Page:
Of the 203 two-year-old children, 16 (7.9%) had "delayed" language development, and all watched television since they were 6 months old. Also, of the 16 children with delayed language development, 4 spent ≥ 2 hours per day on television viewing, and 12 children spent < 2 hours per day on television. Whilst; of the 187 children who had normal language development, 74 spent ≥ 2 hours per day on television viewing, and 113 children spent < 2 hours per day on television. There was no association between delayed language development and longer time spent on television viewing (≥ 2 hours per day) (OR = 0.5, 95%CI = 0.2–1.6) (Table 1).
In addition, 75, 70.9 and 65.5% of parents who completed the interview believed that television viewing could enhance their children's cognitive, language and social development (Figure 1).
This longitudinal birth cohort study presented data on: (a) the amount of time spent on television viewing in infants and toddlers, (b) the association between time spent on television viewing and language development, and (c) parental perceptions on television viewing toward their children's development.
The definition of "watching television" in this (and other) study has to be carefully evaluated. Watching television in the very young child (especially in the child who is younger than 1 year old) is difficult to evaluate. In this study, we assume that children, who were left to expose to television would be able to learn and understand words and pictures on television; thus, would regard as watching television. In addition, with our limited resources, we were able to record broad frequencies of television viewing for 6 months old children. Although, recording television viewing time with viewing diaries is more reliable than parents' report, it requires high parent's effort and cooperation. The amount of viewing time recorded by parents' self report may tend to be underestimated, and is a more-to-common practice.
According to the AAP, exposure to television should be restricted in children who are younger than 2 years old . However, 98.0% of 6-month-old, 95.3% of 1-year-old and 96.5% of 2-year-old children in Thailand watched television. These are comparable with other studies from different countries where more than 90% of children younger than 2 years old were reported to watch television [10, 17–19]. Findings from our and other studies reflect that the AAP guidelines have not been heeded.
The increased time spent on television viewing was found when the children were older. Time spent on television viewing increased from 1.23 ± 1.42 hours per day at the age of 1 year to 1.69 ± 1.56 hours per day when the children were 2 years old. A study from the USA also documented the increased time spent on television viewing in children during their first 3 years . However, time spent on television is cultural and socioeconomically dependent, varies amongst families, and is likely to be influenced by habit of parents and other members in the family .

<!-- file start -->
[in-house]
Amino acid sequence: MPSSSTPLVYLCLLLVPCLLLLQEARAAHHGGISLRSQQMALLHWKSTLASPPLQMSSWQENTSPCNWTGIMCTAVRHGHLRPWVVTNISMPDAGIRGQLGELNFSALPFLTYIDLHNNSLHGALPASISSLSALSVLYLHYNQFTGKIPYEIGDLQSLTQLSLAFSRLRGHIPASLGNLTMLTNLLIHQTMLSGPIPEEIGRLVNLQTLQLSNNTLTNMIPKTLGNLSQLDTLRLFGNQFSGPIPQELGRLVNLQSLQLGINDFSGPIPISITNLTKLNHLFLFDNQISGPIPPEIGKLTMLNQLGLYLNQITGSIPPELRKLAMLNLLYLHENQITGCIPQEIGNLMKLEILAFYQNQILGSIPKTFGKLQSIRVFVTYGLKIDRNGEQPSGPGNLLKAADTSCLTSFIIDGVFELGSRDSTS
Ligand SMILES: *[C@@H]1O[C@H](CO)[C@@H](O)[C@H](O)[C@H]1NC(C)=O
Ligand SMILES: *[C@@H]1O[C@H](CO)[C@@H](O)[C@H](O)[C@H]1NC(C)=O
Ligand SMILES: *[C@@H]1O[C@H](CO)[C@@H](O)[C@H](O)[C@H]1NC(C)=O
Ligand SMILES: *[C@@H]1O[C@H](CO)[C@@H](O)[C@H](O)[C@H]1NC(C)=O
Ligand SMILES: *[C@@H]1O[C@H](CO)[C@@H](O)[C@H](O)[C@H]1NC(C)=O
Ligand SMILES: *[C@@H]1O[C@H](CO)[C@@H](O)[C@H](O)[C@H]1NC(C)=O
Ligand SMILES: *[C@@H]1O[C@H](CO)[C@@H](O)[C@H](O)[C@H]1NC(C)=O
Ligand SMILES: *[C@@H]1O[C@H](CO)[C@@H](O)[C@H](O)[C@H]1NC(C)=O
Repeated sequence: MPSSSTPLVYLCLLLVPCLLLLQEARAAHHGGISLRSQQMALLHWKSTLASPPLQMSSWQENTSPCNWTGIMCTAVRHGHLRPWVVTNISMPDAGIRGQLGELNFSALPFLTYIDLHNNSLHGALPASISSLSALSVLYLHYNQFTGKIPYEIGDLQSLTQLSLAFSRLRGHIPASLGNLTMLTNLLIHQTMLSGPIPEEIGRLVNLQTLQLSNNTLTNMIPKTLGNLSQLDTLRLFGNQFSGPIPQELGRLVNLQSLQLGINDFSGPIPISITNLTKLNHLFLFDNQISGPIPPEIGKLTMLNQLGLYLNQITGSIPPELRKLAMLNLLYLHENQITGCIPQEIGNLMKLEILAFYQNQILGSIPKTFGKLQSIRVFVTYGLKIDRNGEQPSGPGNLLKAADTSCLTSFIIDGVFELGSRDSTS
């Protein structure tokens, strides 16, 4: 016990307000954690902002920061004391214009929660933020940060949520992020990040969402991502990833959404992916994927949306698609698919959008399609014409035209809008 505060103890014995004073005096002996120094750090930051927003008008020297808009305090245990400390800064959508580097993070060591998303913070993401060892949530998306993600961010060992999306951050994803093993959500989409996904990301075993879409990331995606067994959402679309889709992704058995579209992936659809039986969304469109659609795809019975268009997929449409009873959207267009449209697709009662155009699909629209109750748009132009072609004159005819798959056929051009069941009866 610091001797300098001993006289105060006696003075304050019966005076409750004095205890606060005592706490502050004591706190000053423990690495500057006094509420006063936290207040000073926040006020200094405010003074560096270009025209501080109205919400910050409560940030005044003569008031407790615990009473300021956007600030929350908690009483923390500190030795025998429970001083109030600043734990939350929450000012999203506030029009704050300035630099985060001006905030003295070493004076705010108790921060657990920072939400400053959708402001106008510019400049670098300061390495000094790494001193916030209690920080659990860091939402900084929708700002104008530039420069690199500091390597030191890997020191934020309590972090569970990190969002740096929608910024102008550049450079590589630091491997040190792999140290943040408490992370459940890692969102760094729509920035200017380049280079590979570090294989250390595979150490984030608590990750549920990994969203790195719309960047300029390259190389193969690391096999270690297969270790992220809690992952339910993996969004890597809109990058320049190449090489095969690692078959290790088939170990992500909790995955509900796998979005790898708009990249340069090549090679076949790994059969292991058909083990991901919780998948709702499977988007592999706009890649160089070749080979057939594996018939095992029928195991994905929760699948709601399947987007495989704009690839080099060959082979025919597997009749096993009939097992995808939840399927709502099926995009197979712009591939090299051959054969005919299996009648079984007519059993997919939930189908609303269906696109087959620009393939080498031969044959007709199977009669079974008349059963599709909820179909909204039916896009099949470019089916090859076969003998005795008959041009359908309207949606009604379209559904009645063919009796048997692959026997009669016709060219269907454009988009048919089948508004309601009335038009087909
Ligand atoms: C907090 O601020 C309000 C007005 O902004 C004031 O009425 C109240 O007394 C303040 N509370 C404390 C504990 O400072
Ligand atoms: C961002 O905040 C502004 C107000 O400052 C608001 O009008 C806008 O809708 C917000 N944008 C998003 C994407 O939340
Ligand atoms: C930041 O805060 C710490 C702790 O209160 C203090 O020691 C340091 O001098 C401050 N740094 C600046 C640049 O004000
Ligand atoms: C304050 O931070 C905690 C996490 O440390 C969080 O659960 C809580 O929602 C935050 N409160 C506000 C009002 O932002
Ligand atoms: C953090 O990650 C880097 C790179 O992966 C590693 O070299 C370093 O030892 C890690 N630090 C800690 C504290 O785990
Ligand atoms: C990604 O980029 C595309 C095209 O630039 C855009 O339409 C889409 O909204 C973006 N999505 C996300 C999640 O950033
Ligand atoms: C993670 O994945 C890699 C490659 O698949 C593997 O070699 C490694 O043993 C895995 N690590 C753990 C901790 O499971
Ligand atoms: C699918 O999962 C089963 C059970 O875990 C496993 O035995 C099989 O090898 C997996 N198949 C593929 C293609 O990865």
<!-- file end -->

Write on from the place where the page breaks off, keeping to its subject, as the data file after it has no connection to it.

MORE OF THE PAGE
One of the intentions of this study was to assess the association between delayed language development and the maximum time spent on television recommended by the AAP . However, only seven two-year-old children followed the AAP guidelines (not watching television). Thus, we have analysed the association between delayed language development and time spent on television viewing at ≥ 2 or < 2 hours per day. No association between delayed language development at the age of 2 years and time spent on television viewing (≥ 2 hours per day) was found. However, the only 16 children with delayed language development detected in the study may not have been adequately powered to identify any association. In contrast, other study proposed that exposure to television before the age of 3 years could deteriorate children's cognitive development, thus, resulted in lower reading performance in early elementary school . Longer follow-up (e.g. at the age of 3 or 4 years) should illustrate clearer direction.
Factors responsible for impaired language development are complex and have not been clearly identified. However, evidence has suggested that gender and genetics may involve in these intricate mechanisms. Delayed language development was observed amongst siblings who had family history of language impairment . Furthermore, other studies proposed that boys are more likely to have impaired language development than girls, possibly due to genetics and neurobiological factors [23–25]. Our study, on the multivariate analysis, has confirmed this observation (OR = 6.9, 95% CI = 1.5–31.3). The study found no association between maternal education and monthly family income and delayed language development, which inconsistent with other studies [25–27]. This is probably due to our sample population was ascertained through two institutions from certain geographical areas of the country (Bangkok). Therefore, this population may not be representative of the Thai population and might affect the association between delayed language development and socioeconomic status.